Is a CD-ROM computer assisted learning package (CAL) a viable and
acceptable method of providing a training package in a community setting?
Consultant, Centre for Contraception and Sexual Health, Nottingham, UK
Introduction: E-learning is increasingly becoming adopted as an
essential part of training and education for healthcare professionals.
E-learning can take many forms including CD-ROM, the internet, intranets,
interactive computer/TV etc. The use of a CD-ROM overcomes current limitations
in intranet delivered package and offers increased flexibility for the user.
They have been proved to be an acceptable and valuable method of providing
undergraduate medical education but there is less evidence from postgraduate
education and in particular multidisciplinary training. This training package
was developed for doctors and nurses working in a community contraception and
sexual health service.
Methodology: A CD ROM CAL package was developed for nurses and doctors
who were going to provide chlamydia screening in a community setting. The
package included background information, rationale for screening programme,
practicalities of providing screening, self assessment quiz, mock video
consultations and useful documents and website links. It was developed and then
piloted by experts in GUM, C&SH and existing staff to examine usability,
accuracy etc. Amendments were made and it was distributed to 42 doctors and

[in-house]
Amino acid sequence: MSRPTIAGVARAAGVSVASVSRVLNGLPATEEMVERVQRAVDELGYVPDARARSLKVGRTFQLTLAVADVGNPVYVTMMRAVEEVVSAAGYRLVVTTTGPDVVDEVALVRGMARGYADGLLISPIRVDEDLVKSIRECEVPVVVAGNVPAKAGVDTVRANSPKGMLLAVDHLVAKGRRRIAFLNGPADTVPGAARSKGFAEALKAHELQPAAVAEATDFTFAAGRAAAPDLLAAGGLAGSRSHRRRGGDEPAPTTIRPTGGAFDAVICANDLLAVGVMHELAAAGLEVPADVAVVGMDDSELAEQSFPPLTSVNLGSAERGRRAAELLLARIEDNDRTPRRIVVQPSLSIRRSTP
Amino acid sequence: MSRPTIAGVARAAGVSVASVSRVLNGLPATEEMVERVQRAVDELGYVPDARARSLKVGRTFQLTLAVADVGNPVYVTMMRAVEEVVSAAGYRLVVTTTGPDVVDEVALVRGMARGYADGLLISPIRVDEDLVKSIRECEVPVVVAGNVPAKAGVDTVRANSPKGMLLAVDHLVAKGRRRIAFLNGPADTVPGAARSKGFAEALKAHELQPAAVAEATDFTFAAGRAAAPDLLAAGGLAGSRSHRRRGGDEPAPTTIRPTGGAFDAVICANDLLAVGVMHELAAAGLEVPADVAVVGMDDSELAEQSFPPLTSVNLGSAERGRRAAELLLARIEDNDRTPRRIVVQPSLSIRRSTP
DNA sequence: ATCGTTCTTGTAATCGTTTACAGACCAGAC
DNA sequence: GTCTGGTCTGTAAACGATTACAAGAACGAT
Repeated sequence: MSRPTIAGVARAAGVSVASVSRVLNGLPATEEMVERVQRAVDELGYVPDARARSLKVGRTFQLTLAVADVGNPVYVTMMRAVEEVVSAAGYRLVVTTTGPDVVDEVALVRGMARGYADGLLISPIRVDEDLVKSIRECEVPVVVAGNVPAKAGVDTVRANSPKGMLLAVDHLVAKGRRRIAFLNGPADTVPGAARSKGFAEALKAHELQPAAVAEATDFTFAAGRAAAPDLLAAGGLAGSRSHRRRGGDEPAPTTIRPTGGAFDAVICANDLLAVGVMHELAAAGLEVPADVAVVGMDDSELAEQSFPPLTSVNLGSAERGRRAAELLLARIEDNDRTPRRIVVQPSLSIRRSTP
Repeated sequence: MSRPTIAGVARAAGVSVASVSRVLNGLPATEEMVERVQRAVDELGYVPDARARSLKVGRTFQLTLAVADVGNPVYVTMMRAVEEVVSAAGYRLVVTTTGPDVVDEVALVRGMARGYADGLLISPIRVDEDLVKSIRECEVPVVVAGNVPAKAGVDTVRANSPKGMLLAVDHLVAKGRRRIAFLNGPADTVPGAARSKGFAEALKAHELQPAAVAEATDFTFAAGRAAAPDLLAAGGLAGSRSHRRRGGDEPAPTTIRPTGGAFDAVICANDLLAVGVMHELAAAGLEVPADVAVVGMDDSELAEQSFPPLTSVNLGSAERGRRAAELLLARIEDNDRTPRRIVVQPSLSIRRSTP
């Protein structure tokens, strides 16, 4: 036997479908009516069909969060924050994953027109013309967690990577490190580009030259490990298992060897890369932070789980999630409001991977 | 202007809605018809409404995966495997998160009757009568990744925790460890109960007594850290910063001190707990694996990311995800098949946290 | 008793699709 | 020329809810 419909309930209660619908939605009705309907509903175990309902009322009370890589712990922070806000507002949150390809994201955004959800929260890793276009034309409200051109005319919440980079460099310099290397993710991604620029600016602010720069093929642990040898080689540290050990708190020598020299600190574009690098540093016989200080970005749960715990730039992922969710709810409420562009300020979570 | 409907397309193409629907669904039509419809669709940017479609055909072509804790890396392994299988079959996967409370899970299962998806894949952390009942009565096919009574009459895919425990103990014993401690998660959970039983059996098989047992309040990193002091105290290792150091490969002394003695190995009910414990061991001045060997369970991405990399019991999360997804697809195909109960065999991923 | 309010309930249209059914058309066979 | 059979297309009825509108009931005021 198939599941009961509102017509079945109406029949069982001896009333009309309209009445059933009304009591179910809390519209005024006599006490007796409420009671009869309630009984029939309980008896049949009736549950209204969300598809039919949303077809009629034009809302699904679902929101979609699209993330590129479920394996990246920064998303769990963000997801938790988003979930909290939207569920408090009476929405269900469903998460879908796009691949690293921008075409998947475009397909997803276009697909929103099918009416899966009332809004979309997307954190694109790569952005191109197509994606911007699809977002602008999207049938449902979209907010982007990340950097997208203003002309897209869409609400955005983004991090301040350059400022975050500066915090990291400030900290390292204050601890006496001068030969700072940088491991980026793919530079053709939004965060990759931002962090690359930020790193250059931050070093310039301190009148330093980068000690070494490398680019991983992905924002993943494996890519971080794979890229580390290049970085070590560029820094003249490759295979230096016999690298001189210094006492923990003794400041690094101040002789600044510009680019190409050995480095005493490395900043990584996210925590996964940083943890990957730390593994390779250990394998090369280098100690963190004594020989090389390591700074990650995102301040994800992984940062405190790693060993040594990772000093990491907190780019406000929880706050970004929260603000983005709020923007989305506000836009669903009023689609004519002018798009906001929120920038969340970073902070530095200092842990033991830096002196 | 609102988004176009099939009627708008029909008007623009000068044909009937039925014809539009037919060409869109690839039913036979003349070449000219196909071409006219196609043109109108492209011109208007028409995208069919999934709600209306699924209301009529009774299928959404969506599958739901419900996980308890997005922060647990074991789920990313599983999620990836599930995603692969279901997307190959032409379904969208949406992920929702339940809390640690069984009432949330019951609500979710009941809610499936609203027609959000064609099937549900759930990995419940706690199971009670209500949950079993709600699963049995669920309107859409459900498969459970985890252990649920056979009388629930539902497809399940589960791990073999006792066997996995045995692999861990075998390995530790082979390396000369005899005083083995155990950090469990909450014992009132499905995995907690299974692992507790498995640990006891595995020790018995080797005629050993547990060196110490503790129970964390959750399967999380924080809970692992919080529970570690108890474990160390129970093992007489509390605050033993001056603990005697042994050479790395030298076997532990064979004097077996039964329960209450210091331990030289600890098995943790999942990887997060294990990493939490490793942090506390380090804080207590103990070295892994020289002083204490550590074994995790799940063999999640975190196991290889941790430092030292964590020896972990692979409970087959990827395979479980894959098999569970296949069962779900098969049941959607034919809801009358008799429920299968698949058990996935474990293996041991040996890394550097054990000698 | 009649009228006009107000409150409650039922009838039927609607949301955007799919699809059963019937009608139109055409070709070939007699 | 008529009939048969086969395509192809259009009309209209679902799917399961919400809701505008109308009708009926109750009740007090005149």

nurses. It was then evaluated using a semi-structured questionnaire. This
examined 4 main areas. Baseline information about individuals including previous
GUM training and knowledge in relative to chlamydia screening, computer use, use
of package and finally whether they would like further packages.
Results: 26 out of 42 returned evaluation forms. There was a lower
reply from nurses and those who worked the least hours in the department. There
was a variable level of existing knowledge and confidence in dealing with
chlamydia screening in the community. Computer usage and skills were generally
moderate to low with 19 never training used a CAL package previously. Despite
this, the majority (21) had no problem using the package and rated it very high
in relation to ease of use and use as an educational resource. After using the
package there was general trend for users to rate their knowledge and confidence
of chlamydia screening higher than prior to users of the package. And finally,
all users stated they would recommend to a colleague and would use further
Conclusion: Community based doctors and nurses in our setting had
little experience of using CAL packages. Despite this they found it a high
acceptable way of receiving a training package wanted further training packages.
The small pilot has led to the development of IUD/IUS training and updating
package which be distributed and evaluated to 16,000 nurses and doctors working
in the community and Primary care.